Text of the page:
One day prior to the release of his new film, Mohamed Diab, director of Eshtebak (Clash), published a note sent to him from actor Tom Hanks praising the film.
The photo of the note signed by Hanks was accompanied by a statement from Diab, sharing some thoughts on trouble the film is facing before its release.
“This message was sent to me by Tom Hanks, about the artistic level of my film, Clash. He did not send me an e-mail, it was so important to him that he sent me a signed letter, saying the movie had the capacity to change the Western world's typical vision of Egyptians,” Diab writes.
The famed director added that actor Daniel Craig had also sent him a similar letter, “which contradicts what people are saying about this movie ruining Egypt's reputation.”
Clash premiered at the Cannes Film Festival in May and was listed by the Hollywood Reporter as one of the 10 best films at the festival. It is set for release in Egyptian cinemas on 27 July.
The highly anticipated film explores -- in an unusual manner -- the confrontations between Muslim Brotherhood supporters and opponents that emerged after the removal of former president Mohamed Morsi from power in June 2013.
Most of the film takes place inside an eight metre long police truck, with detainees representing different societal groups.
Nelly Karim, alongside Tarek Abd El-Aziz, Hany Adel, Ahmed Malek, Ashraf Hamdi, Mohamed Abdel Azim, and Gamil Barsoum star in Clash.
Diab listed a number of incidents that led him to believe the film is at the center of many attacks, inlcuding the "National Censorship insisted on putting a sentence with political implications at the beginning of the movie, implying that the film was siding up with a group over another."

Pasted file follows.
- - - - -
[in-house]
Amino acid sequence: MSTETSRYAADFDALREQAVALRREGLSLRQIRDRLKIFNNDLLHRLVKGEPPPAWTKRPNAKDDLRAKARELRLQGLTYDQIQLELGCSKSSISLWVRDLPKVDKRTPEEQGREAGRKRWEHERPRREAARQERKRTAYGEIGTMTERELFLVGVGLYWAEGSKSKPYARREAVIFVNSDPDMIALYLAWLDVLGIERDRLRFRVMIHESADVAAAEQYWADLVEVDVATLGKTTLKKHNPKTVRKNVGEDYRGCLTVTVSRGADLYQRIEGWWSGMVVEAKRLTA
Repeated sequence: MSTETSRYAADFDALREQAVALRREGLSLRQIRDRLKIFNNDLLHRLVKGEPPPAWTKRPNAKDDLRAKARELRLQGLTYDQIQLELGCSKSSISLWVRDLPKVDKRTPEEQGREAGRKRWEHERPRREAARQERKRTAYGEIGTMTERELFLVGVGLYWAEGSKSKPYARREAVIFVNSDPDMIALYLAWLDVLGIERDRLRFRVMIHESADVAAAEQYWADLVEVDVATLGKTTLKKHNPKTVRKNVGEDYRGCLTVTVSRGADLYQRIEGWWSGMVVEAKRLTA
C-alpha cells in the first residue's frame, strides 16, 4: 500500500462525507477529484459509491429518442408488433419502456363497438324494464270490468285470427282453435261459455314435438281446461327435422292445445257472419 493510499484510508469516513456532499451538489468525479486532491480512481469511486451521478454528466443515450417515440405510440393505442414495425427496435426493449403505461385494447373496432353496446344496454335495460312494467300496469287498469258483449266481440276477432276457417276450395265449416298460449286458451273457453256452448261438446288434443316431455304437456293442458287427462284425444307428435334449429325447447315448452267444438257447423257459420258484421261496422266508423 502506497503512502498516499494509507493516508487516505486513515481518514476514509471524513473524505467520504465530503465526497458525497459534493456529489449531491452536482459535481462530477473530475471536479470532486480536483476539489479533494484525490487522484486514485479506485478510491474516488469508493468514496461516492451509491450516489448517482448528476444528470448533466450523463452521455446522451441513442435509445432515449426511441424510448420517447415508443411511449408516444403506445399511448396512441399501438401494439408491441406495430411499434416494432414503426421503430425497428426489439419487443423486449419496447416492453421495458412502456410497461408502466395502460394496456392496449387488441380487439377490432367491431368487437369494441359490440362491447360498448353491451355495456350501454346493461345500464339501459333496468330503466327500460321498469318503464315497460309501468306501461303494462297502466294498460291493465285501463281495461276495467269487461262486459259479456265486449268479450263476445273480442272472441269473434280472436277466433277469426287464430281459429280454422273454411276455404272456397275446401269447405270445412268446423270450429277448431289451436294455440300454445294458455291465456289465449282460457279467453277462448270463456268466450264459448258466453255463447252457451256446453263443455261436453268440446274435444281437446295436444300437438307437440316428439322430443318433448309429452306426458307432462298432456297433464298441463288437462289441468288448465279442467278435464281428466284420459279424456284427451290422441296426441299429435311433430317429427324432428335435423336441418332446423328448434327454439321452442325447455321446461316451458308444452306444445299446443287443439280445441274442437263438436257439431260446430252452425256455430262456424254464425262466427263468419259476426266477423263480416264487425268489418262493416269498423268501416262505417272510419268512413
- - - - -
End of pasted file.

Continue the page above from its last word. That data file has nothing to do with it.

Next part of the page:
He also mentioned "non-stop campaigns at the time of the Cannes Festival, defaming the film," and "the delay in national censorship's agreement and the delay in their agreement to the poster," as evidence of the political blowback from the film.
Clash was also the target of negative criticism on an episode of the television programme Ana Masr, presented by TV host Amany El-Khayat on state-owned Nile TV.
Diab stated that even if all of the above instances are to be seen as coincidences, or even a fear of hysteria, the last incident seems to show bad faith towards the film.
“When the film distributor retreats a few days before the release, and a wide number of cinemas don't show the film's poster even the weekend before its release, I am obligated to think there a lot of coincidences, and maybe this is all done on purpose.”
The director went on to say that a film without a distributor can be removed from cinemas after two or three days under the pretext of unpopularity, suggesting that this was done in order to avoid a national scandal of not screening the film at all.
“If this plan succeeds, I don't think anyone will make movies fighting mainstream opinions, or any opinions at all, because what director wants to risk his money on a project that gets shut down before it can even make any money?” Diab asked.
Though the film was celebrated at Cannes and was sold for international screenings across Europe, Latin America, North America and Asia, Diab stresses that “the most important success is its success in Egypt, among the people whom the film was made for.”
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